Study Summary

The angiotensin receptor–neprilysin inhibitor sacubitril-valsartan has been shown to reduce risk of hospitalization for heart failure or death from cardiovascular causes among patients with heart failure with reduced ejection fraction (HFrEF) compared to ACE inhibitors and angiotensin receptor blockers, however its effect on patients with heart failure with preserved ejection fraction (HFpEF) is unclear. The PARAGON-HF study randomly assigned patients with ejection fraction of 45% or higher and NYHA class II to IV heart failure symptoms to receive sacubitril—valsartan versus valsartan alone. The primary outcome was a composite of hospitalizations for heart failure and death from cardiovascular causes, and patients on sacubitril-valsartan did not experience a statistically significant reduction in this composite compared to patients on valsartan HR 0.87 (95% confidence interval [CI], 0.75 to 1.01; P=0.06).

However, in this pre-specified subgroup analysis, the team examined outcomes according to sex in the PARAGON-HF trial. Overall, 2479 women (51.7%) and 2317 men (48.3%) were randomized. When compared to the male subgroup, women were older, had more obesity, less coronary disease, and lower estimated glomerular filtration rate and NT-proBNP levels than men. For the primary outcome, the rate ratio for sacubitril-valsartan versus valsartan was 0.73 (95% CI 0.59-0.90) in women and 1.03 (0.84-1.25) in men; P interaction=0.017. The main benefit from sacubitril-valsartan was due to reduction in heart failure hospitalization. The improvement in NYHA class and renal function with sacubitril-valsartan was similar in women and men, however the improvement in KCCQ-CSS was less in women than in men.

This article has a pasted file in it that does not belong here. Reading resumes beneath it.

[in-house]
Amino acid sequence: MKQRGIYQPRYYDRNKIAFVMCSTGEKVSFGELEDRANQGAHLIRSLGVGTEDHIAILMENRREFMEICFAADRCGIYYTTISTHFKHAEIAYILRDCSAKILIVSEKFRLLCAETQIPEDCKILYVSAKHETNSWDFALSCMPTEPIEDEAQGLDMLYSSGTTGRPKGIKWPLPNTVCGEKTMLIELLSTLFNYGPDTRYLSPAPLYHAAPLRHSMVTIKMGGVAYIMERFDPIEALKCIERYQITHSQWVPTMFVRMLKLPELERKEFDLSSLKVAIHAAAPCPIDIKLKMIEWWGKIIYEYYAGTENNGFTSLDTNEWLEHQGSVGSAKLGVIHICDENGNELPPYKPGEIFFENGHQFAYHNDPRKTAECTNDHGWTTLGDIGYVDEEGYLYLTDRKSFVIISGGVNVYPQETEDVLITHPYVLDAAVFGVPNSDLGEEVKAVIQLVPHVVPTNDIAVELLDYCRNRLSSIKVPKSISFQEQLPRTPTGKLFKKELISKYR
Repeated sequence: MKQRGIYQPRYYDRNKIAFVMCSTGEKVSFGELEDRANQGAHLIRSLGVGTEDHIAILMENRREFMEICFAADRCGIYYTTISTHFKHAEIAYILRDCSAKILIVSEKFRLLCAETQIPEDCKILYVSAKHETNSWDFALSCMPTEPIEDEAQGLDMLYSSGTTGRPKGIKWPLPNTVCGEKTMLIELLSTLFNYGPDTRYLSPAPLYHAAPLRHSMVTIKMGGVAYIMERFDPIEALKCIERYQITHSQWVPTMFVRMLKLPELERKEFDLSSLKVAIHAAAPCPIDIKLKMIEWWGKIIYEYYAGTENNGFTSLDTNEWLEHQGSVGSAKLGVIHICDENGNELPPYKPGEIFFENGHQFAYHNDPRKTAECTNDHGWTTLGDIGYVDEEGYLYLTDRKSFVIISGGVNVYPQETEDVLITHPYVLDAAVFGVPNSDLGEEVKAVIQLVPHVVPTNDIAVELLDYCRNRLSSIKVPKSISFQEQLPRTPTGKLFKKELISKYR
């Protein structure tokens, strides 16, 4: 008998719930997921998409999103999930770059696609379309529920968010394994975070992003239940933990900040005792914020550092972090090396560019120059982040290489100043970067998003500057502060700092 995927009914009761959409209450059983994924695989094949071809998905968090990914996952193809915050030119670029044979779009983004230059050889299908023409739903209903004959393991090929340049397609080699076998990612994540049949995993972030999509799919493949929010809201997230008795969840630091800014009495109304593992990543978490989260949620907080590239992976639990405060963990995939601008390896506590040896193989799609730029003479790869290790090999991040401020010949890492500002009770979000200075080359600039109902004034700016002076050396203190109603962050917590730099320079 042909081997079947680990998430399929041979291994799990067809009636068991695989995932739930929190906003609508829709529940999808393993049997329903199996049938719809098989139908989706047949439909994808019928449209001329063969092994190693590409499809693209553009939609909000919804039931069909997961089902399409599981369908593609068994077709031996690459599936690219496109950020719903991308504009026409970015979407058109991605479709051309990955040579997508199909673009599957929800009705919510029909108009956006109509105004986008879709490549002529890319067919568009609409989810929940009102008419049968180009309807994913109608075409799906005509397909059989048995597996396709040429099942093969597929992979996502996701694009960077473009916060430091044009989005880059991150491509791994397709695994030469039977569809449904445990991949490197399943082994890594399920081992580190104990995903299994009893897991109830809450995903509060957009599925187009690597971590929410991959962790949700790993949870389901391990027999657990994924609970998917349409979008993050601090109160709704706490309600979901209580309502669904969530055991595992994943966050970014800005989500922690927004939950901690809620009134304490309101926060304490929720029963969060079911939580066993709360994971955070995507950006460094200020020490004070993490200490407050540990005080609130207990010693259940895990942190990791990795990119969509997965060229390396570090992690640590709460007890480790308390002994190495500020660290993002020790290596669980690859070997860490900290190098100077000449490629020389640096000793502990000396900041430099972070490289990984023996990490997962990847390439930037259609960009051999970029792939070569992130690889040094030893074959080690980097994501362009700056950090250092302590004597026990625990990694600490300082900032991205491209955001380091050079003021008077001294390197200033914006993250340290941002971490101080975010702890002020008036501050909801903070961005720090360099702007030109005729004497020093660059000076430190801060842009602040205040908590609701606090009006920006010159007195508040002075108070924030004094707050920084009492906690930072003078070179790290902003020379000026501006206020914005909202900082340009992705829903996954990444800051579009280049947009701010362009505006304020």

As compared with valsartan alone, sacubitril – valsartan seemed reduce the risk of heart failure hospital admissions in woman. This benefit was not seen in men. This study does not provide a mechanism for this disparity of finding.

Commentary

Study Strengths

The study was a randomized multicenter double-blind trial. It has a Clear definition of HFpEF – (50 years or older with signs and symptoms of heart failure, NYHA class II to IV, an ejection fraction of 45% or higher within the previous 6 months, elevated level of natriuretic peptides, evidence of structural heart disease and on diuretic therapy). The sub-group analysis was an important population – HFpEF comprises 50% of heart failure in the world today and has high rates of morbidity and mortality, with women representing over half of those with heart failure and preserved ejection fraction. To date, no pharmacotherapy has shown improvement in HFpEF clinical outcomes, and given the clinically significant reduction in heart failure hospitalizations for women, treatment with this medication seems appropriate.

Study Weaknesses

This is a subgroup analysis and therefore the randomization may not have been preserved between the two study groups. In addition, when compared to the male sub-group, women were older, had more obesity, less coronary disease, and lower estimated glomerular filtration rate and NT-proBNP levels than men, which could confound the conclusion that these affects were gender specific. Also, the specific reason for this apparent benefit in woman is unknown and therefore needs further study to evaluate whether the sacubitril-valsartan medicine is beneficial over valsartan alone.

Next Steps/Clinical Perspective

Given these results, it is possible that the guidelines for sacubitril-valsartan use should extend for women with heart failure and preserved ejection fraction, where there is currently a lack of guidance to direct our therapies. In addition, further studies to strengthen the observed results during this trial need to be analyzed. Lastly, this study indicates that our treatments for heart failure may need to be tailored based on gender. It provides an avenue for further investigation into this arena.